Capitol Building and surrounding grounds. Photo Credit: William Phillips/Bloomberg
Written by: REALTOR® Magazine Staff
Congress is considering a piece of legislation that would re-write American labor law, affecting independent contractors. The bill, known as the Protecting the Right to Organize (PRO) Act, passed the House of Representatives last year and again on March 9 of this year. If it were to become law, it would change various aspects of the National Labor Relations Act (NLRA), which has governed the relationship between employers, employees, and labor unions since Congress enacted it in 1935.
The National Association of REALTORS® is cautioning members not to panic over passage of the Protecting the Right to Organize (PRO) Act in the U.S. House of Representatives, a bill that could have broad implications for the independent contractor status of millions of Americans. Several recent opinion pieces in industry publications have incorrectly depicted the bill as nearing imminent passage in the Senate and becoming law with unfavorable terms for REALTORS®.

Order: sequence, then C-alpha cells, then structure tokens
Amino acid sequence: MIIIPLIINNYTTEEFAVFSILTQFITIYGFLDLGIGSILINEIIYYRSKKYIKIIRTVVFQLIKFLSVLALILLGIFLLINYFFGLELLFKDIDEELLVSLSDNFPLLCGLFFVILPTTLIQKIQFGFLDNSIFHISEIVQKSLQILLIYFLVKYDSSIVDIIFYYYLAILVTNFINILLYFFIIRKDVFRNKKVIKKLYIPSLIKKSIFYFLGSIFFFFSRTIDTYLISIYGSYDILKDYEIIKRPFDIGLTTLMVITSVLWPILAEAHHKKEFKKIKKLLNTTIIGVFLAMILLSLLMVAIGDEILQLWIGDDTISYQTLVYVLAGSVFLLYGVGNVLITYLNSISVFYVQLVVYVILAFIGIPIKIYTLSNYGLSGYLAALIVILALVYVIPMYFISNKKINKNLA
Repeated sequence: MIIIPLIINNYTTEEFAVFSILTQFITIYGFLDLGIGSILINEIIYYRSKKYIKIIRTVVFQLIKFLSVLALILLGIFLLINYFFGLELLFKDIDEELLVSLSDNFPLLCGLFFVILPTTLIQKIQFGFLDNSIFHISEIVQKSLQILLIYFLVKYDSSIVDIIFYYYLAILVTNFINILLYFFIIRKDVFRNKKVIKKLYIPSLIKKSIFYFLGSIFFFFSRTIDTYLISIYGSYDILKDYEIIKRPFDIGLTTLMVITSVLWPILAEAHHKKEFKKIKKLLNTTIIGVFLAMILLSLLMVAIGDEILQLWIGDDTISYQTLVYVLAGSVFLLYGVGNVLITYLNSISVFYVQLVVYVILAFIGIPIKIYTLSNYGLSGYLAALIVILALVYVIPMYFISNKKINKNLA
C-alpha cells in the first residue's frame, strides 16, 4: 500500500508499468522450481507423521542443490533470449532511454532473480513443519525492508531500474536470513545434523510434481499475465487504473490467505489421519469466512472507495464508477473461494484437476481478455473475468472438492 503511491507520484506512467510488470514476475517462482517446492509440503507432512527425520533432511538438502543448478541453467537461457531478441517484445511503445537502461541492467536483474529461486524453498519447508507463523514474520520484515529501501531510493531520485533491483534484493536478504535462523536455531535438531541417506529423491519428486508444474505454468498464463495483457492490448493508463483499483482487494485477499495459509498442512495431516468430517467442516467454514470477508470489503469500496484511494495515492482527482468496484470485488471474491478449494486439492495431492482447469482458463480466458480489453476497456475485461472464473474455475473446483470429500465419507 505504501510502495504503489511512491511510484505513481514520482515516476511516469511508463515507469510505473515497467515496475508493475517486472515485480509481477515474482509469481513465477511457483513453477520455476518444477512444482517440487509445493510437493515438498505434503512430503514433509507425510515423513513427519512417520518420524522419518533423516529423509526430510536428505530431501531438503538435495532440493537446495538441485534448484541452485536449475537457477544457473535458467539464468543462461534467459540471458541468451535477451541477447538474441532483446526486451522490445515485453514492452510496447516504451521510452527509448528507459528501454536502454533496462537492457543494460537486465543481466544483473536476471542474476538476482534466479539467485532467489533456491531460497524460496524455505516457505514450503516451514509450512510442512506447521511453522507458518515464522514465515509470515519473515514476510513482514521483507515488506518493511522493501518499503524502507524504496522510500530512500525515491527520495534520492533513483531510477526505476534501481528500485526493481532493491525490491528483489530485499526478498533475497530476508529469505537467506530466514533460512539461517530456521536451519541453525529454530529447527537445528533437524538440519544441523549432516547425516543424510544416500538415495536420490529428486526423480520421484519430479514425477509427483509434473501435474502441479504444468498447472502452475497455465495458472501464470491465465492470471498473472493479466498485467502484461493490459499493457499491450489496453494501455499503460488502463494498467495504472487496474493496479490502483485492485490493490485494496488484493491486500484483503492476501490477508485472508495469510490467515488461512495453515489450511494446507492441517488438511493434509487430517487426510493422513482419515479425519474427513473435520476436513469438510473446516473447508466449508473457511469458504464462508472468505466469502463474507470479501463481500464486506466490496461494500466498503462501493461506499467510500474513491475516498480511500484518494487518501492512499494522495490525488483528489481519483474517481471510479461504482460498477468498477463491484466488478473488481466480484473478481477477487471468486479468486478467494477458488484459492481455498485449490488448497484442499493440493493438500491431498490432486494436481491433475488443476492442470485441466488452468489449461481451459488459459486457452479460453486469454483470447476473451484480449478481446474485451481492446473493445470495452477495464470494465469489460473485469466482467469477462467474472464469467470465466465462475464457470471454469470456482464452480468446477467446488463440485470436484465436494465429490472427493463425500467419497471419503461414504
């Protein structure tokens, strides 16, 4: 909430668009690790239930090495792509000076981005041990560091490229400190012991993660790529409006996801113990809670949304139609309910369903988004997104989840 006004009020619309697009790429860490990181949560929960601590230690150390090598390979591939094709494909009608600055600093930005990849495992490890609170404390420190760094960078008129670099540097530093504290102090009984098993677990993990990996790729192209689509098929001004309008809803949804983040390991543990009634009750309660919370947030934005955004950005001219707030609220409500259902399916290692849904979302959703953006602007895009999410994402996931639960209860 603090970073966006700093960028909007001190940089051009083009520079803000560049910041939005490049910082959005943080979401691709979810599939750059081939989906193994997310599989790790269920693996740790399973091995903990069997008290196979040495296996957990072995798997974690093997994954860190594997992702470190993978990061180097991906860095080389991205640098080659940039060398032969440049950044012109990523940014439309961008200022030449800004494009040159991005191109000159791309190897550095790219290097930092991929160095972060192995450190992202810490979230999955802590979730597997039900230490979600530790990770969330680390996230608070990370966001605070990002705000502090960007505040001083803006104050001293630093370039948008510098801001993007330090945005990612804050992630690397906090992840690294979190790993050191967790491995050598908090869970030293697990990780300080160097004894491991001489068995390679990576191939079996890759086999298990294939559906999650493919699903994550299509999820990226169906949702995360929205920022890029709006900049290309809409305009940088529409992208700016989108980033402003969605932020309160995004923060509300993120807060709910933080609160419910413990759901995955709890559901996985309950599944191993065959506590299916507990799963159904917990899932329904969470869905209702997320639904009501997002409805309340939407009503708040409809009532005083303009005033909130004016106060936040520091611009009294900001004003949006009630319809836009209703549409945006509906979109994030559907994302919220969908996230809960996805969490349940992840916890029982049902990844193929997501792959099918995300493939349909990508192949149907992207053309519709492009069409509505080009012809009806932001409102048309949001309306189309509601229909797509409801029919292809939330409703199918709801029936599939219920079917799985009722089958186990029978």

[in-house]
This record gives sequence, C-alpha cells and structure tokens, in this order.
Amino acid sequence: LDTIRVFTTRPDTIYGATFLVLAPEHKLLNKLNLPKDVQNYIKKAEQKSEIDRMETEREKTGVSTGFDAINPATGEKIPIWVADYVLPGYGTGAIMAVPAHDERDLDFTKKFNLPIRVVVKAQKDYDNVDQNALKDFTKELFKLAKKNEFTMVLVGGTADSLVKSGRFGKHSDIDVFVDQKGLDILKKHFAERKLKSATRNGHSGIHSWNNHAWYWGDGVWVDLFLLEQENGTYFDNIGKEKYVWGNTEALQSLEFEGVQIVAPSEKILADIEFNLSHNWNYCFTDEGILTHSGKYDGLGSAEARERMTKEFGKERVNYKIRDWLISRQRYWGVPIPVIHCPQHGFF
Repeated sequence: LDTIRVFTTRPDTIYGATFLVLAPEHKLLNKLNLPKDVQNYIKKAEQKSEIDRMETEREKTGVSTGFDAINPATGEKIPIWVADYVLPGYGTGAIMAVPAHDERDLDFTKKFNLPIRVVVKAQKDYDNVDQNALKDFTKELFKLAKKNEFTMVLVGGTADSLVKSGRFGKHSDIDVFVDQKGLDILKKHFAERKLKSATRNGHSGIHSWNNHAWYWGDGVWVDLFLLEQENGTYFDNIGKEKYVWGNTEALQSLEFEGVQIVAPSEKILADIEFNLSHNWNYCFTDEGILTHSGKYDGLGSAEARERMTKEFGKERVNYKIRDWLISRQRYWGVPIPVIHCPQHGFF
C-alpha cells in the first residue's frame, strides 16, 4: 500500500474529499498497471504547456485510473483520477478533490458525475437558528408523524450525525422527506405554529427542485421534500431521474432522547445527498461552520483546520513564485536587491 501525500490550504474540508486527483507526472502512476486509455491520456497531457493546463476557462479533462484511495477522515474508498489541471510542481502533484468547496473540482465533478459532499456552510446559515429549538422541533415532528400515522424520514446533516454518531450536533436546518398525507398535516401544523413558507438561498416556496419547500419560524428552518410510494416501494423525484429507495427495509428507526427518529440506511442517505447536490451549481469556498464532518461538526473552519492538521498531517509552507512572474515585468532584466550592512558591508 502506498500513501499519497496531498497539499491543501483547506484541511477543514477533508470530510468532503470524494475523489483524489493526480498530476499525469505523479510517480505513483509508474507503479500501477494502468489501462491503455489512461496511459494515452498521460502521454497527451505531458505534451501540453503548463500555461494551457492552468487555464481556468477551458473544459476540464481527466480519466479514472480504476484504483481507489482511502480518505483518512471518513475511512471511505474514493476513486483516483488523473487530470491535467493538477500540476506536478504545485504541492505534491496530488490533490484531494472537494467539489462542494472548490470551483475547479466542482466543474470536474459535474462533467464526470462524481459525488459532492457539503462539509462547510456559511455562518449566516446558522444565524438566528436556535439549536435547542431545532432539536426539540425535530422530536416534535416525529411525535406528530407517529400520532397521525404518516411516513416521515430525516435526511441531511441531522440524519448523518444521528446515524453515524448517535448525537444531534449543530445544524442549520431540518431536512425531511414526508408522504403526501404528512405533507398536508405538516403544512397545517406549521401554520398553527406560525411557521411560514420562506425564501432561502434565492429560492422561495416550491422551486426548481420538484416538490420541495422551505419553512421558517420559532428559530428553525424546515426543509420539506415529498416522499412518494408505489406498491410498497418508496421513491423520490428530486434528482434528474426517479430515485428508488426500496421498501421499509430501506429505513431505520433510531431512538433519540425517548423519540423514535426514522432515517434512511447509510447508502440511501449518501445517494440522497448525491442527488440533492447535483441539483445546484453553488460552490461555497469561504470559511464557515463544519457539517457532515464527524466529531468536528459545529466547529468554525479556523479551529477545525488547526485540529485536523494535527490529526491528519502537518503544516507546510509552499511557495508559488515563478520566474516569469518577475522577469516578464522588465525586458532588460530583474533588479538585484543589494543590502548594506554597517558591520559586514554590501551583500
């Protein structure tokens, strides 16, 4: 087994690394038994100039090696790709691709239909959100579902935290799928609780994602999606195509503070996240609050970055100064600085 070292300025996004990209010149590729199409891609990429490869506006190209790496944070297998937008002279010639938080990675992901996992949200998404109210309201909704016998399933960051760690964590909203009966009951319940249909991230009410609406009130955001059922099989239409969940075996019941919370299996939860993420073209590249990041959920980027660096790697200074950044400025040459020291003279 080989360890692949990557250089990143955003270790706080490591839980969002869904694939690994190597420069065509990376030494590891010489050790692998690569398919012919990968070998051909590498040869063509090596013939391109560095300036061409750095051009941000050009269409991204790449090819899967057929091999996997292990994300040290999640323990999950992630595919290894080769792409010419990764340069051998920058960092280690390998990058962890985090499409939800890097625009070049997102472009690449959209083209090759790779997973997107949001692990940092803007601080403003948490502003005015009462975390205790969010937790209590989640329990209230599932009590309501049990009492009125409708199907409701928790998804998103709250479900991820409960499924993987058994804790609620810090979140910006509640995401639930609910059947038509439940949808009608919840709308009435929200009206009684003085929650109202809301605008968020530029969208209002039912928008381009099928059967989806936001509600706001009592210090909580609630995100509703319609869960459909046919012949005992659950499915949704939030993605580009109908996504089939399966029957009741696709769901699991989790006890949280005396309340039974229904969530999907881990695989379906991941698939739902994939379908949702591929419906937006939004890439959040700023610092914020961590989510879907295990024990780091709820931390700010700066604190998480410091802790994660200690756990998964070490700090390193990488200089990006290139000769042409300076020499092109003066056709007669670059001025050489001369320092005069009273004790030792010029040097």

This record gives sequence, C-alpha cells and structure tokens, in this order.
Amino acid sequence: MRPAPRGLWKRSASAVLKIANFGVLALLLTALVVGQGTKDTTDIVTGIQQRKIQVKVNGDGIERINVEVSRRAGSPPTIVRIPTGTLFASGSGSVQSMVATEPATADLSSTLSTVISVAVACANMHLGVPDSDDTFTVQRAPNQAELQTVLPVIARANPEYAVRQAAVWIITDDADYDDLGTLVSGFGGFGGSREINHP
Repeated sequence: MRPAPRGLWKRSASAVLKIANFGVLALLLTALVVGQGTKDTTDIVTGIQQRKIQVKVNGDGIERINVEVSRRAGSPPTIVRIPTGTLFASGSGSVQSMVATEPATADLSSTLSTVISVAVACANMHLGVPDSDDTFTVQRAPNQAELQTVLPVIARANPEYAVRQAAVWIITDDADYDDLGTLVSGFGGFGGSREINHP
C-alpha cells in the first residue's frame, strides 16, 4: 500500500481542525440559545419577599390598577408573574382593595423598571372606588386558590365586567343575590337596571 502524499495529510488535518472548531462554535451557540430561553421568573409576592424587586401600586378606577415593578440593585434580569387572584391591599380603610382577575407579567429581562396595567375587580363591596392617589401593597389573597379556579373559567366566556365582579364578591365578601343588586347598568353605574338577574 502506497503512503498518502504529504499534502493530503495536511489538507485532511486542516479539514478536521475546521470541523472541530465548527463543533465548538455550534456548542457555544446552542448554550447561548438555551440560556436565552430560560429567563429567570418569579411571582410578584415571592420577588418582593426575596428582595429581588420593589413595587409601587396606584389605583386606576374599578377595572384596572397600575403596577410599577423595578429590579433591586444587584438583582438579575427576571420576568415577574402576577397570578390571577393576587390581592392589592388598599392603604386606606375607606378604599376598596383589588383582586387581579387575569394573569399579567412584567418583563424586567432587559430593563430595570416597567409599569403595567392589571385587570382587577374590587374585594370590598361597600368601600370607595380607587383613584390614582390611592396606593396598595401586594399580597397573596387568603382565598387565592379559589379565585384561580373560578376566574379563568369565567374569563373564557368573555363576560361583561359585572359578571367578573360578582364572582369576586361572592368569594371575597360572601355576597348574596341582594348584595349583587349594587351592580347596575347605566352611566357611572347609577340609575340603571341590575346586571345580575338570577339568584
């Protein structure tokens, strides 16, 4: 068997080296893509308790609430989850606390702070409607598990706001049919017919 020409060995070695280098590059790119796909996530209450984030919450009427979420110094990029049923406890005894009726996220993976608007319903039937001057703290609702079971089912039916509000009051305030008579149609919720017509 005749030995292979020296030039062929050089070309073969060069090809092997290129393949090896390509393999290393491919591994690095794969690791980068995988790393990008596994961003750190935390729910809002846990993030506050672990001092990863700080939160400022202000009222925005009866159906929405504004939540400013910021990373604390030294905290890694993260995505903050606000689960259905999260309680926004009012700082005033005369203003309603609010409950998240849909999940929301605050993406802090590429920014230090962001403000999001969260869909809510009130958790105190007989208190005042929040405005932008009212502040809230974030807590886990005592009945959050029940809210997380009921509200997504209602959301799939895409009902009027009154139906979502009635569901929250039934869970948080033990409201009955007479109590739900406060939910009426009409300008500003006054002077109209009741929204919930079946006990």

“NAR’s advocacy team worked with lawmakers in the House to ensure REALTORS® would not be negatively impacted and to support an amendment that would protect existing state definitions of ‘employer’ and ‘employee.’ We are currently working to ensure this language is included in the Senate version,” says NAR Chief Advocacy Officer Shannon McGahn.
Find the latest developments and more background information on the issue at nar.realtor.
McGahn adds that NAR will continue pushing for independent contractor protections, even if the Senate declines to act on the bill: “Our advocacy team has launched a vigorous effort to educate lawmakers on how indispensable the independent contractor classification is to our industry and ensure the bill doesn’t apply to REALTORS®.”
Senate Republicans are united in opposition to the legislation as are some Democrats. It takes 60 votes to advance legislation in the Senate. “There has always been bipartisan interest in a real estate–specific exemption for any ABC test legislation,” McGahn says.
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